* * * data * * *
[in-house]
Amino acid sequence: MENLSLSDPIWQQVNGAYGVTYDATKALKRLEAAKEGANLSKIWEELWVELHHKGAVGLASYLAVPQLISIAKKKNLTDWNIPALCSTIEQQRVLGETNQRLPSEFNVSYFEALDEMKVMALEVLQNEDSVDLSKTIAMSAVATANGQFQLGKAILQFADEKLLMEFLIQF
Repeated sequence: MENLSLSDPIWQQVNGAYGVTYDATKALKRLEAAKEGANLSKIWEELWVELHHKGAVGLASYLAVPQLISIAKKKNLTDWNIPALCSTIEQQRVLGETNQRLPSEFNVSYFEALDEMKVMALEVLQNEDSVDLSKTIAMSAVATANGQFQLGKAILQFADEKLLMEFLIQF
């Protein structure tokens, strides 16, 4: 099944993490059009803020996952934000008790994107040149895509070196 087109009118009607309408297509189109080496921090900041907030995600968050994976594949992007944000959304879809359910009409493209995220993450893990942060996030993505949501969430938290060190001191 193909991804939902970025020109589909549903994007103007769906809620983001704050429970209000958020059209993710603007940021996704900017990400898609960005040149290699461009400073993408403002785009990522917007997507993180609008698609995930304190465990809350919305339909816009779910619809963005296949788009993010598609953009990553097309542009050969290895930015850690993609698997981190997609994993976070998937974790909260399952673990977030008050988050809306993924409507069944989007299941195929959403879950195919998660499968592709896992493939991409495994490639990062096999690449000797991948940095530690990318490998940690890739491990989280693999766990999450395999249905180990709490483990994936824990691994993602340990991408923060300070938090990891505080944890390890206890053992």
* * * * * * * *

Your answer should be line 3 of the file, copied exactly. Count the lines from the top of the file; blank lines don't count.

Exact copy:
Repeated sequence: MENLSLSDPIWQQVNGAYGVTYDATKALKRLEAAKEGANLSKIWEELWVELHHKGAVGLASYLAVPQLISIAKKKNLTDWNIPALCSTIEQQRVLGETNQRLPSEFNVSYFEALDEMKVMALEVLQNEDSVDLSKTIAMSAVATANGQFQLGKAILQFADEKLLMEFLIQF